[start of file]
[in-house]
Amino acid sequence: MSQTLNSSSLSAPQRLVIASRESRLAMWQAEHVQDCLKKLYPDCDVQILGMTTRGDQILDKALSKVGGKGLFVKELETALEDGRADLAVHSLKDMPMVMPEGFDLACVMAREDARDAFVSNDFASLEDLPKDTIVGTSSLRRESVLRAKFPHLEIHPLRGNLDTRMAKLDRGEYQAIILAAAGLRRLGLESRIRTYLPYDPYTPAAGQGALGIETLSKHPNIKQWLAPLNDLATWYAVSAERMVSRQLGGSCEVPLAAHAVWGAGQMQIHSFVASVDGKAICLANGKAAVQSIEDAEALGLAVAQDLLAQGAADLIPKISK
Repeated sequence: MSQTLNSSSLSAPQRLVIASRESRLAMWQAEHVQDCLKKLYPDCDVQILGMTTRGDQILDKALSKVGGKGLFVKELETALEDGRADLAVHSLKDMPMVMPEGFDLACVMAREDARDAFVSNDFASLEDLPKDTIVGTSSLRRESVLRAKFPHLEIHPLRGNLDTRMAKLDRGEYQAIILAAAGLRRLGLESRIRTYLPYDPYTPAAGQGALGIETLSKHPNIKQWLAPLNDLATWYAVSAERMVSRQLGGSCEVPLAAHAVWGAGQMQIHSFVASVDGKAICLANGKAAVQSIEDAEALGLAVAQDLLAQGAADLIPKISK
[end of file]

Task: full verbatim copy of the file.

[in-house]
Amino acid sequence: MSQTLNSSSLSAPQRLVIASRESRLAMWQAEHVQDCLKKLYPDCDVQILGMTTRGDQILDKALSKVGGKGLFVKELETALEDGRADLAVHSLKDMPMVMPEGFDLACVMAREDARDAFVSNDFASLEDLPKDTIVGTSSLRRESVLRAKFPHLEIHPLRGNLDTRMAKLDRGEYQAIILAAAGLRRLGLESRIRTYLPYDPYTPAAGQGALGIETLSKHPNIKQWLAPLNDLATWYAVSAERMVSRQLGGSCEVPLAAHAVWGAGQMQIHSFVASVDGKAICLANGKAAVQSIEDAEALGLAVAQDLLAQGAADLIPKISK
Repeated sequence: MSQTLNSSSLSAPQRLVIASRESRLAMWQAEHVQDCLKKLYPDCDVQILGMTTRGDQILDKALSKVGGKGLFVKELETALEDGRADLAVHSLKDMPMVMPEGFDLACVMAREDARDAFVSNDFASLEDLPKDTIVGTSSLRRESVLRAKFPHLEIHPLRGNLDTRMAKLDRGEYQAIILAAAGLRRLGLESRIRTYLPYDPYTPAAGQGALGIETLSKHPNIKQWLAPLNDLATWYAVSAERMVSRQLGGSCEVPLAAHAVWGAGQMQIHSFVASVDGKAICLANGKAAVQSIEDAEALGLAVAQDLLAQGAADLIPKISK